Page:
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 Post subject: 890 Meantime
PostPosted: Tue May 16, 2017 4:46 pm 
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Meantime

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A slow-burning depiction of economic degradation in Thatcher's England, Mike Leigh's Meantime was the culmination of the writer-director's pioneering work in television and became his breakthrough theatrical release. Unemployment is rampant in London’s working-class East End, where a middle-aged couple and their two sons languish in a claustrophobic public housing flat. As the brothers (Phil Daniels and Tim Roth) grow increasingly disaffected, Leigh punctuates the grinding boredom of their daily existence with tense encounters, including with a priggish aunt (Marion Bailey) who has managed to become middle-class and a blithering skinhead on the verge of psychosis (a scene-stealing Gary Oldman, in his first major role). Informed by Leigh's now trademark improvisational process and propelled by the lurching rhythms of its Beckett-like dialogue, Meantime is an unrelenting, often blisteringly funny look at life on the dole.

DIRECTOR-APPROVED SPECIAL EDITION:

• New, restored 2K digital transfer, supervised by cinematographer Roger Pratt and director Mike Leigh, with uncompressed monaural soundtrack on the Blu-ray
• New conversation between Leigh and musician Jarvis Cocker
• New conversation between actor Marion Bailey and critic Amy Raphael
• More!
• PLUS: An essay by film scholar Sean O'Sullivan


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 Post subject: Re: 890 Meantime
PostPosted: Wed May 17, 2017 6:56 am 

Joined: Wed Jul 11, 2012 9:32 am
What's interesting about this is that it's been reframed from 4:3 master to 1.66 by both Leigh and Roger Pratt.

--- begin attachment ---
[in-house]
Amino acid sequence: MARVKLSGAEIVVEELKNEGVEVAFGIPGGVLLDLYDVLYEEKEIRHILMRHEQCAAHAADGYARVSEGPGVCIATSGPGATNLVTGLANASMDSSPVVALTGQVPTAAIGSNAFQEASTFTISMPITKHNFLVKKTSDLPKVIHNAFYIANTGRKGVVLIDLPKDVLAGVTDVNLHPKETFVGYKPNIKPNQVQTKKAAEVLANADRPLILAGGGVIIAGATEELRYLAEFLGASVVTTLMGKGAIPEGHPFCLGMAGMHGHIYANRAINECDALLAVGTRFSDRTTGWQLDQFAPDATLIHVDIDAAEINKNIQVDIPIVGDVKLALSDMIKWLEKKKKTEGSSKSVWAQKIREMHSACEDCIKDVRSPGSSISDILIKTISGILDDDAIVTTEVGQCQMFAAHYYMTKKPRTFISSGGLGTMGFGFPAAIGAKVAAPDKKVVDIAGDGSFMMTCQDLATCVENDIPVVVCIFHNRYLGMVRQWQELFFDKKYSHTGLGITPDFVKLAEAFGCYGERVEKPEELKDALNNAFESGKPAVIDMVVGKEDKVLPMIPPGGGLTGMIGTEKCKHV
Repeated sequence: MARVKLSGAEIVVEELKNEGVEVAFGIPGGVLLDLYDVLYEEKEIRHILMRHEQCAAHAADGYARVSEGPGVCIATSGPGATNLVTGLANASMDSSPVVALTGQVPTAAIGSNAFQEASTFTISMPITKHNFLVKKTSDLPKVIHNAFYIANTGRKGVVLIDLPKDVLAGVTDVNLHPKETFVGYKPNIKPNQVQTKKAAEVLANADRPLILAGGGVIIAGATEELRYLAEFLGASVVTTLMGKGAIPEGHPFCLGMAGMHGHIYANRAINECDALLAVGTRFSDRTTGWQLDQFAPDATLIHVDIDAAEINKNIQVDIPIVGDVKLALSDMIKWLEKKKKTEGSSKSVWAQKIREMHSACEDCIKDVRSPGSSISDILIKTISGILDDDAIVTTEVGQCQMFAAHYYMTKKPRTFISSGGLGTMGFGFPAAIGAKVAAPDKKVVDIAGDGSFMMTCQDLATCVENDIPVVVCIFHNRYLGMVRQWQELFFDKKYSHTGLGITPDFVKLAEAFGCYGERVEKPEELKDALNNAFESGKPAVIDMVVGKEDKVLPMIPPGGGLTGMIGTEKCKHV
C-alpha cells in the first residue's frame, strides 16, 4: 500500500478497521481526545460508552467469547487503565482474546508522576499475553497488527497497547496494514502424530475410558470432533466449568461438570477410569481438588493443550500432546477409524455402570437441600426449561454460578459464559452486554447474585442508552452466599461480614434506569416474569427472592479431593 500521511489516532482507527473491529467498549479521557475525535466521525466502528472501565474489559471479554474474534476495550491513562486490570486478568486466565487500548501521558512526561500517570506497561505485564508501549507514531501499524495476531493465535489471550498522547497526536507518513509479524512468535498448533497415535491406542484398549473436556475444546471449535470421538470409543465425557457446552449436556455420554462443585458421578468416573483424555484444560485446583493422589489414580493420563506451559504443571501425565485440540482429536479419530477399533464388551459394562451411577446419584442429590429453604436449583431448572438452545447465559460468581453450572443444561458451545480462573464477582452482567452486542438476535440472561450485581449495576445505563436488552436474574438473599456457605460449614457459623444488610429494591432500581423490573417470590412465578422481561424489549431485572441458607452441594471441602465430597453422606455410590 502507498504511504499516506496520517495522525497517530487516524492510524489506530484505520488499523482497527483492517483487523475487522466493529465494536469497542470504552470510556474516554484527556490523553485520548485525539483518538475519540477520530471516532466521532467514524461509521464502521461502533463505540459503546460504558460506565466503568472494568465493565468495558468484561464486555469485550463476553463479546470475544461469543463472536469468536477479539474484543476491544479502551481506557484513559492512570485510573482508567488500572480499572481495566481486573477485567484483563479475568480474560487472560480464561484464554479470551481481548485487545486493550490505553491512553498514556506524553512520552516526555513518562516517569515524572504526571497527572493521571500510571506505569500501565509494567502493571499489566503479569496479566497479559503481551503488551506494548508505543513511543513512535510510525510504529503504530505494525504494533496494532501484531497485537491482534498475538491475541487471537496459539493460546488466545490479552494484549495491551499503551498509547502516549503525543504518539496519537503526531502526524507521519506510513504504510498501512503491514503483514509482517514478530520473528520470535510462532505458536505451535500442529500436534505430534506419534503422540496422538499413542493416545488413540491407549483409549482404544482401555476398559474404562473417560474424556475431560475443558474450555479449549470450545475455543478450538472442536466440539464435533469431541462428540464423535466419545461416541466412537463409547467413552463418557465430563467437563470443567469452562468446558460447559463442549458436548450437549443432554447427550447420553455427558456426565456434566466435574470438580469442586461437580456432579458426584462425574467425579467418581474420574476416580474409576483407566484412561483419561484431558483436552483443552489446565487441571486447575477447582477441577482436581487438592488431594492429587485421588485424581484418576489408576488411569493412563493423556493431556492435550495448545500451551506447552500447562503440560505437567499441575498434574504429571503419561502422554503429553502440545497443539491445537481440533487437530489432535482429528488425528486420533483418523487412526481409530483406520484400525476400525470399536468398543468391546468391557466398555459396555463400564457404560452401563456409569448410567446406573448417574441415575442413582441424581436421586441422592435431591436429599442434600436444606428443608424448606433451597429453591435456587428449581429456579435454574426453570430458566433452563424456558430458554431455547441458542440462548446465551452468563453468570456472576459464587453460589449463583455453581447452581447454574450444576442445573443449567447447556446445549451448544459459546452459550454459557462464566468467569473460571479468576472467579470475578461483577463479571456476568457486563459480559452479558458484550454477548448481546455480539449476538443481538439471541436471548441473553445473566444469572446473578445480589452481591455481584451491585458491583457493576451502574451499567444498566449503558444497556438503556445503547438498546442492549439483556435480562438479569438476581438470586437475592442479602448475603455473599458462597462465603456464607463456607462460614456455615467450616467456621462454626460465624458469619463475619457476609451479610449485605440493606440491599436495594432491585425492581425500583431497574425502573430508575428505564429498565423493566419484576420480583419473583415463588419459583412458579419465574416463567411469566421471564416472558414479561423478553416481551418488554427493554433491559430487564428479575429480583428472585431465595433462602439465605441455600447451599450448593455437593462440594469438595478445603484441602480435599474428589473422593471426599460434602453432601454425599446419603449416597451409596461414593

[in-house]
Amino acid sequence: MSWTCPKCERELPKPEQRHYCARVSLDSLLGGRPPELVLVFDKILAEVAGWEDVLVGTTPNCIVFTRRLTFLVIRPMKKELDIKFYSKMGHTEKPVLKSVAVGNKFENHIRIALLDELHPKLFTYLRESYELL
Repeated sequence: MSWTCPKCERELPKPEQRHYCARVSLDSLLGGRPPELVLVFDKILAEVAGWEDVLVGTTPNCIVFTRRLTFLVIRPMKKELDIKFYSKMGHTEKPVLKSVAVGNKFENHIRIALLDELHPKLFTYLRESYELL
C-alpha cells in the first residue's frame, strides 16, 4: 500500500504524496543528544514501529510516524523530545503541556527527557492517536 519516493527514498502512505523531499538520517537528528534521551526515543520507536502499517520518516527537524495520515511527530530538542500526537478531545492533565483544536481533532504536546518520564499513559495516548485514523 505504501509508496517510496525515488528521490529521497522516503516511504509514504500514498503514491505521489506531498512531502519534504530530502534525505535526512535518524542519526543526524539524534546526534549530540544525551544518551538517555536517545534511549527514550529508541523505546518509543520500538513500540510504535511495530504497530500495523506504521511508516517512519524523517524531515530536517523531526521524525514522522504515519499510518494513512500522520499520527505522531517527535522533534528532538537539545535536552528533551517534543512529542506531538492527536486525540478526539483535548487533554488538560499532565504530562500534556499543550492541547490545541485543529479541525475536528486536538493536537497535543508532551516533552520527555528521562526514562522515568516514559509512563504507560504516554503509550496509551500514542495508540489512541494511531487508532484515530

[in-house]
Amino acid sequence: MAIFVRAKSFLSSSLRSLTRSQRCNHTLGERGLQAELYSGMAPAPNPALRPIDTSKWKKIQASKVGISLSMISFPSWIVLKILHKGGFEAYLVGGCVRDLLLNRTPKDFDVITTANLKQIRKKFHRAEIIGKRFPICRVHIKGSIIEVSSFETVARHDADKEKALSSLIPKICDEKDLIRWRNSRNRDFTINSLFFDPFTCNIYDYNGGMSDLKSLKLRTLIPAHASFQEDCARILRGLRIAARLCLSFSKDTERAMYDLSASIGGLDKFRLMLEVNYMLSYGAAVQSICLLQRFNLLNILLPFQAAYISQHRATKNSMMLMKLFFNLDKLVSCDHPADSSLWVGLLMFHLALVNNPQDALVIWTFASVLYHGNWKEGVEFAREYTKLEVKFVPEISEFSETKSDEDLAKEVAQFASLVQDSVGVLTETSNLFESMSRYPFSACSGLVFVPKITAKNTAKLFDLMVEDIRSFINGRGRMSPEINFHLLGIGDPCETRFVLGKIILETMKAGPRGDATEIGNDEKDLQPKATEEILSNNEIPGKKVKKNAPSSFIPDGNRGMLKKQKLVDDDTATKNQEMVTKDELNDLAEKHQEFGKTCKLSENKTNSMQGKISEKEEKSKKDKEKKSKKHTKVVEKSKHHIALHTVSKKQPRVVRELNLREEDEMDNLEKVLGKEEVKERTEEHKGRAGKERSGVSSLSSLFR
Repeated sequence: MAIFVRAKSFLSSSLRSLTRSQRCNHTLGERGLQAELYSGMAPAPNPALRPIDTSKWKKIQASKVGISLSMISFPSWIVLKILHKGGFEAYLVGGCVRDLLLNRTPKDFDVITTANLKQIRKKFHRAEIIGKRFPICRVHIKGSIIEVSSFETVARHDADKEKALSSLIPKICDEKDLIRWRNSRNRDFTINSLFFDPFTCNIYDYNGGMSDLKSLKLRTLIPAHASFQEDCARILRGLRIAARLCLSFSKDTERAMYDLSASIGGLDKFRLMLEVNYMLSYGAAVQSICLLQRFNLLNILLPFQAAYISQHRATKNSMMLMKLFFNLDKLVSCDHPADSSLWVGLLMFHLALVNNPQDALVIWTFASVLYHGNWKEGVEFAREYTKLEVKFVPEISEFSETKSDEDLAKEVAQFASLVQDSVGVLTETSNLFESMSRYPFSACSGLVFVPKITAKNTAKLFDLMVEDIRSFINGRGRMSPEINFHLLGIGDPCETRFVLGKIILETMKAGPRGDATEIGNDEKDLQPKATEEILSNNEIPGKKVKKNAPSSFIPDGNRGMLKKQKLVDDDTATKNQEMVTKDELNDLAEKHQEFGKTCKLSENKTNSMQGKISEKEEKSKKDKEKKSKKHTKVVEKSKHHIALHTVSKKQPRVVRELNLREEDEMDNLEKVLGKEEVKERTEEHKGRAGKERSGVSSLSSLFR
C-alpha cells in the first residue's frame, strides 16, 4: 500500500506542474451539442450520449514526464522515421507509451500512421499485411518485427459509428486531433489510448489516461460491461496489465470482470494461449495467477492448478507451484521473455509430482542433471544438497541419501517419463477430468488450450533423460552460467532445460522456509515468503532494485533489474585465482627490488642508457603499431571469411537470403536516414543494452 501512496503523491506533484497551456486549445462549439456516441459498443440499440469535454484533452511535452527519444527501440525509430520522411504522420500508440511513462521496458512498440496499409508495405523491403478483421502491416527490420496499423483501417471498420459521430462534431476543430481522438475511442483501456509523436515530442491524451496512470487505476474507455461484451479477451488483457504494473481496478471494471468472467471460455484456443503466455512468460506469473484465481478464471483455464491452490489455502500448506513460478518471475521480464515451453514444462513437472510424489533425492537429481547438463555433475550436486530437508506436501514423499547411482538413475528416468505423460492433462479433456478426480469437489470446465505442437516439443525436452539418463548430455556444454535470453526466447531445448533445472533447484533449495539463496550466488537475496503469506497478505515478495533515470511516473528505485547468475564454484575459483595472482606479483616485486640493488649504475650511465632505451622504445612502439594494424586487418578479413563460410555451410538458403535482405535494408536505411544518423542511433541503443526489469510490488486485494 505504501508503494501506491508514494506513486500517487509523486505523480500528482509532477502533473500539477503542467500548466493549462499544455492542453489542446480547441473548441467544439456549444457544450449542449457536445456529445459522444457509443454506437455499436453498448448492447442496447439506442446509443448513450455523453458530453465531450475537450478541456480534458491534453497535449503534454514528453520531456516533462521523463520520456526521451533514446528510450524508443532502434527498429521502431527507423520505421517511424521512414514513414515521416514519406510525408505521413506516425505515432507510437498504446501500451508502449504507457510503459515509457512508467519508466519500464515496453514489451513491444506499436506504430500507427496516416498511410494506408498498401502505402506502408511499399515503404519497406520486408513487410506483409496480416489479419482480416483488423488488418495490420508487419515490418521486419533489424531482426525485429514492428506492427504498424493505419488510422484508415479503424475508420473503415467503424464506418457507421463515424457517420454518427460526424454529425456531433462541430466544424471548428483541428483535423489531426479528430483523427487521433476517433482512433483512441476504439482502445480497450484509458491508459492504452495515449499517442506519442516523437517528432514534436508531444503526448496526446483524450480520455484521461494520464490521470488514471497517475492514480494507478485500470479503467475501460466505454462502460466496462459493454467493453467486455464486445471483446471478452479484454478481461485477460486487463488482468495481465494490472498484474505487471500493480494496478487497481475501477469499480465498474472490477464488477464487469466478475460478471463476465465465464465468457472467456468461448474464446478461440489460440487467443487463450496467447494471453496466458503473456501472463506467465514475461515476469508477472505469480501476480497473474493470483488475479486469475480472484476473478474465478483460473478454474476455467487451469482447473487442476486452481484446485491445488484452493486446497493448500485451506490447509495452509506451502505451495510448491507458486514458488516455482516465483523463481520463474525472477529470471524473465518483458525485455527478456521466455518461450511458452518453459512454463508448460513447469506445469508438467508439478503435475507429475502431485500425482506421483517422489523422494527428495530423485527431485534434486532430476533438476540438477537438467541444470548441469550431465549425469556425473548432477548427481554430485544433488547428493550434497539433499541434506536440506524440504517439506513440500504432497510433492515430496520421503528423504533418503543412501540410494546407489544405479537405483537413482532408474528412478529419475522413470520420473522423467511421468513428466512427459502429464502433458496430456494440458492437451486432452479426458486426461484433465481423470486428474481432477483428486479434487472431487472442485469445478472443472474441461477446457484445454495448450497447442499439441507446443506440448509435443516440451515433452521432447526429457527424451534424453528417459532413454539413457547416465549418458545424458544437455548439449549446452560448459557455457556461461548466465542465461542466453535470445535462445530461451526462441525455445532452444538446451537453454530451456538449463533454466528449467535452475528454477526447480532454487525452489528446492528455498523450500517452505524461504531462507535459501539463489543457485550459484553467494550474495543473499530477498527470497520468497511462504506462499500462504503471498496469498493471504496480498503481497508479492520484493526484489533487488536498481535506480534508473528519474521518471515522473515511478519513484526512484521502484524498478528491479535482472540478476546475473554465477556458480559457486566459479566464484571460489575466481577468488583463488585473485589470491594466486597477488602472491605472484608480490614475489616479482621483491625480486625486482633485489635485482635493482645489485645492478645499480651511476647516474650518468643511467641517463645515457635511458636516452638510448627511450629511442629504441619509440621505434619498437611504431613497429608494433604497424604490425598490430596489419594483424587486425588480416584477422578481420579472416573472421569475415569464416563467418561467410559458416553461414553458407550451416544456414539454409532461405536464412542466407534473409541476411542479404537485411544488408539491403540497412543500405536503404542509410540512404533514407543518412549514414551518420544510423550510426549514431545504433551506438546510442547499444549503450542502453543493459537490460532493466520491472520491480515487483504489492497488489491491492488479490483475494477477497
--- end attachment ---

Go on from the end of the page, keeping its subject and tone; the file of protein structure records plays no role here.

I was wrong about it not being released in yesterday's announcements!


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 Post subject: Re: 890 Meantime
PostPosted: Wed May 17, 2017 9:36 am 
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Well, you can't argue with their authority! And I assume the reframing was done intelligently, with shot-by-shot tweaks where necessary.


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 Post subject: Re: 890 Meantime
PostPosted: Wed May 17, 2017 10:32 am 
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If the film was genuinely framed for 1.33:1 and only that ratio, I'd be surprised to learn that any of the parties would want to present it cropped. Isn't it more likely that festival screenings were intended from the start and consequently it was shot safe?


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 Post subject: Re: 890 Meantime
PostPosted: Wed May 17, 2017 11:07 am 
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It certainly had at least one festival screening - and this was the time when films notionally made for Channel 4 were getting cinema releases, so there's every possibility that 1.66:1 was the intended ratio based on that possibility. In fact, given Leigh and Pratt's endorsement, that seems extremely likely.

If I had a clue where it was, I'd dig out my old DVD and have a look at the headroom - my guess is that there'll be a fair bit throughout.


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 Post subject: Re: 890 Meantime
PostPosted: Wed May 17, 2017 4:35 pm 
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I do have a DVD copy to hand, and I've just watched parts of it (and fast-forwarded other parts of it) zoomed to 1.66:1. I suspect that, as suggested, it was shot framed or protected for that ratio. I don't think you could show it wider, though - in one close-up of the unemployment benefit clerk early on, her mouth is at the very bottom of the frame in 1.66:1 while she is speaking. Also, at least two of the end-credits slides would be cropped if shown wider.


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 Post subject: Re: 890 Meantime
PostPosted: Wed May 17, 2017 5:30 pm 
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I saw the TCM broadcast a couple of weeks ago (no doubt from the same master Criterion will use) and it didn't seem egregiously wrong at 1.66:1. But as GaryC noted, it gets awfully cramped at times, and there was at least one point where it looked like they'd used some extreme tilting-and-scanning—it's a low-angle shot of a character doing something with the ceiling and it actually showed the rounded edges along the top corners of the frame. But that wouldn't necessarily have anything to do with cropping to 1.66:1. The only explanation I can think of is that there was something in the bottom portion of the frame that looked normal at 4:3 but somehow looked off if partially cropped, so they decided to remove it altogether even if it meant exposing the upper edges of the frame.